Better than others?

Sometimes, we meet people whom we think feel they are better than others, or, we find organizations and companies where people think they are better than those working for sister organizations and companies. There are countries, too, where people consider they are better than others, sometimes for good reasons, you may say, but that doesn’t allow for arrogance and superiority feeling. There are class differences in all countries, and the upper classes somehow seem to feel better than the lower classes, irrespective of how they made their fortune and got into high positions. Even in our time, creed, colour and race define where we place ourselves on the ladder of status, and where others place us.

This year, the Muslim and the Christian month of fast, Ramadan and Lent, overlap most of the time, and sometimes those who fast feel better than others who are not able to do it. True, maybe they are indeed better, or more sincere in their faith, but we should not boast about it as faith is a gift by the grace of God, not by our own achievement.

In the Bible (Mark 12:41-44), there is a story about a man who donated a huge offering in the temple, and he did it so all could see and be impressed. On the same occasion, there was a poor widow, too, who humbly and quietly gave just a few copper coins. But she was the one who gave the most, Jesus/Isa told his disciples, because she gave all the money she had to live on. The Bible and Quran teach us to help the poor and needy, and it is a requirement in Islam to give ‘zakat’.

Ramadan and Lent are meant to be a time when we deepen our faith and relationship with God and fellow human beings. I feel a duty to write about it, too, making my very modest contribution. We must learn to be tolerant, open and accommodating to people of other faiths, classes, creeds and colours. Irrespective of our religion and denomination, we should not feel better than others, or lesser, just equal, helping and praying for ourselves and others on our common journey through life. Certainly, we feel thankful for the faith God has given us, which we have a duty and right to keep up, indeed strengthen during this holy month.

When I began planning today’s article, a news item in the Norwegian Christian newspaper ‘Dagen’ caught my attention. It presented the results from a study about religiosity in Norway, saying that Muslims are more committed to their faith than Christians are. Muslims are more orthodox and diligent in the observance of their religious traditions. Christians would, at least outwardly, be less committed to their faith. Muslims should certainly be happy with the outcome of the survey, and Christians and others, should draw lessons and be inspired by the Muslims. At the same time, nobody should feel better than others because a quiet faith may be as deep and inclusive to others as a faith carried on one’s sleeves. In the multi-religious and multicultural world, we live in, especially in the big cities, it is important that we develop a deeper respect for other faiths than our own, and help each other to practise our faith as well as we can, even giving space to agnostics and seekers.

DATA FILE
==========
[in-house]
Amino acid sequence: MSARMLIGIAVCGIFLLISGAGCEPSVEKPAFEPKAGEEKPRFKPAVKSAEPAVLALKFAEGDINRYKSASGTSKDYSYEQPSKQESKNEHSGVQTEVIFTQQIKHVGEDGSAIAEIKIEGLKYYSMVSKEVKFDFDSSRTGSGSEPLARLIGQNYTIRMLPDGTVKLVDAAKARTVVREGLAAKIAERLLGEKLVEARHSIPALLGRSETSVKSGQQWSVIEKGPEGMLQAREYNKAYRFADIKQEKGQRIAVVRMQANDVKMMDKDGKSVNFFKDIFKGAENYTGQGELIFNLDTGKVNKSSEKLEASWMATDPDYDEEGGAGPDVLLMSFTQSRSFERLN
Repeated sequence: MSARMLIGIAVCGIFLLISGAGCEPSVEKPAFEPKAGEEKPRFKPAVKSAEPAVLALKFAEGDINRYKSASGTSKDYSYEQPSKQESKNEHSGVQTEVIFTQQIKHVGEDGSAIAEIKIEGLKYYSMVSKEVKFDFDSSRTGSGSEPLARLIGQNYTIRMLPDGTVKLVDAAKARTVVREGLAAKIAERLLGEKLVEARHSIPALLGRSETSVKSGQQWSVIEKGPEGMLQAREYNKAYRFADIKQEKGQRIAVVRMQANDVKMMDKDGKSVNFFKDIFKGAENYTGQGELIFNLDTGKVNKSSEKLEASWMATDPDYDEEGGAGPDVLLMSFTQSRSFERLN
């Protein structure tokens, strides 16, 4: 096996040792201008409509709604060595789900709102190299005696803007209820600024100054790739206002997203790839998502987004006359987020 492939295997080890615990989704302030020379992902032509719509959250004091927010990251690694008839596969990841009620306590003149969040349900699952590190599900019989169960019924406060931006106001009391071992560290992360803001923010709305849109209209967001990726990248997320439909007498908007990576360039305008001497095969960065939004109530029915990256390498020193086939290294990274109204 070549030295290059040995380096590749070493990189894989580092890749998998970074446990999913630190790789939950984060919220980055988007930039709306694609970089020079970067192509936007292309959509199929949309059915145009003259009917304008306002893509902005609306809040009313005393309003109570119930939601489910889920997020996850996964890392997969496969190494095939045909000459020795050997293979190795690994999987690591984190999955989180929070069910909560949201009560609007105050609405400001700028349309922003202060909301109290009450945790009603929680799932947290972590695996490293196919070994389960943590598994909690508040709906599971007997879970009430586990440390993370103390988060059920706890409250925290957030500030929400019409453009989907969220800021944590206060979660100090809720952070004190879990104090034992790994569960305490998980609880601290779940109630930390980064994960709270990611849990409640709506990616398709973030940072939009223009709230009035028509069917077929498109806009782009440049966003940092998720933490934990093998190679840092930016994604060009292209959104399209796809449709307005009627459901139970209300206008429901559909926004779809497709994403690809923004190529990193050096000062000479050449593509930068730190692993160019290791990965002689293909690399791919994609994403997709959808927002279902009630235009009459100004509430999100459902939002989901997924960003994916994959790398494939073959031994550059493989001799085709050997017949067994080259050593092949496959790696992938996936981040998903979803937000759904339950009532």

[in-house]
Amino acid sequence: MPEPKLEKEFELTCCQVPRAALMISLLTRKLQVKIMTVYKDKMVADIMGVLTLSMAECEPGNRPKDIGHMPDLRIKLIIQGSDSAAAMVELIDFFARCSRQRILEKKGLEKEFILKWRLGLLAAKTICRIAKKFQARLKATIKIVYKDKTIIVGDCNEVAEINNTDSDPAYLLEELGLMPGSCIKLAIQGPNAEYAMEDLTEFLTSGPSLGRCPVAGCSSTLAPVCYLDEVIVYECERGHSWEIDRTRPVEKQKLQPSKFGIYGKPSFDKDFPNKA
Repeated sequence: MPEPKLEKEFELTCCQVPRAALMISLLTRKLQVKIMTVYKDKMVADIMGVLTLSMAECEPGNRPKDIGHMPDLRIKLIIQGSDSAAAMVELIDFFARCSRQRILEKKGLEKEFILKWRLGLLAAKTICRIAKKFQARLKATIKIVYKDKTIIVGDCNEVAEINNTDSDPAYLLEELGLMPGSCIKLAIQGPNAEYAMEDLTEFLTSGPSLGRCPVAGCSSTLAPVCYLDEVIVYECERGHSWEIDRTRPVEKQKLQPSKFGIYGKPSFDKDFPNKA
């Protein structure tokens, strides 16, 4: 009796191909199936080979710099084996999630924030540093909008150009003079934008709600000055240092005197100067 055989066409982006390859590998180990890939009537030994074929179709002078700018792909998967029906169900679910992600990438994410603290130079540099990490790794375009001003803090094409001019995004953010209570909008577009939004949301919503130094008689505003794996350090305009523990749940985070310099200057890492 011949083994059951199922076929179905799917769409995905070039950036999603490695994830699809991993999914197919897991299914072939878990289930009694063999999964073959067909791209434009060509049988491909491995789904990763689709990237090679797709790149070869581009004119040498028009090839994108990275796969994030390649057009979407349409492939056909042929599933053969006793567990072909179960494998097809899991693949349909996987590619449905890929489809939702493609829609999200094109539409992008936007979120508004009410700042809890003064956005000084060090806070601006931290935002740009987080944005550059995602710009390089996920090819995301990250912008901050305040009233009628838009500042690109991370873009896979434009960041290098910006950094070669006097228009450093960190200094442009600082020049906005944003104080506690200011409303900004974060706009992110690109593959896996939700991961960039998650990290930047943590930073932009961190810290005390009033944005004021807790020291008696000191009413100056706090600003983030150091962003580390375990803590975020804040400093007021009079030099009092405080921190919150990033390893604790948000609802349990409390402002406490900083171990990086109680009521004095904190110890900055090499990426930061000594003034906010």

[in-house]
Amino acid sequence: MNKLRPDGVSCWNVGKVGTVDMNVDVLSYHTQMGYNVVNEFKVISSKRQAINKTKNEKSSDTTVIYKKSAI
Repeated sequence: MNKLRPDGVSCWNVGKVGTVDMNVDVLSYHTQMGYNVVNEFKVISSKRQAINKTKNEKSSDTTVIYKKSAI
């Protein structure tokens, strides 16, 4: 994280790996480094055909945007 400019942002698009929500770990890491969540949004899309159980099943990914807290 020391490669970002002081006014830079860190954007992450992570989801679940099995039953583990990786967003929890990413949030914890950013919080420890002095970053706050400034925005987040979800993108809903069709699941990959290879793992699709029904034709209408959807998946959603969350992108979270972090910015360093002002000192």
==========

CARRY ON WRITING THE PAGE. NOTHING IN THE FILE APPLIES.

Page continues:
As recent as the 1960s and 1970s, religion was much more present in everyday society in the West, including Norway, and at that time it was almost exclusively Christianity in an ethically and culturally homogenous country. The Protestant Evangelical Lutheran Church dominated with a state religion in all the Scandinavian countries, including Norway until 2012. That time, when I was young, and more so in earlier decades, Christianity was present in ways similar to how Islam is present in Pakistan today. It was important to be seen as practising and respecting the country’s religion. Sometimes, it may have been more outwardly than real, but that was nobody’s concern. Today, most of this is gone, and Christianity plays a lesser role in public life, although it is also there at national events, and at people’s major family and other events in life. Although it is not common to boast about one’s faith, it is low-key and subtle. But sometimes people envy those who have a personal faith. The religious commitment shown by Muslims and other immigrants is a valuable contribution to all.

Human beings are equal and the same, we say, but it is also true that some are God’s special messengers, such as Mary/Mariyam and Jesus/Isa. They incarnate God’s spirit and when Christians say that Jesus/Isa is the son of God, it should be understood as being more like God than other people, but not taken further. Mary/Mariyam, too, belongs to the select unique messengers. I believe her place in our faiths should be given more prominence – yes, in spite of not all men being too keen on that.

Dear Reader, I wish you a continued blessed Ramadan and Lent – and don’t forget all the joy and happiness that the holy month gives us, too, in everyday life and in sacred life.

Atle Hetland

The writer is a senior Norwegian social scientist with experience in research, diplomacy and development aid

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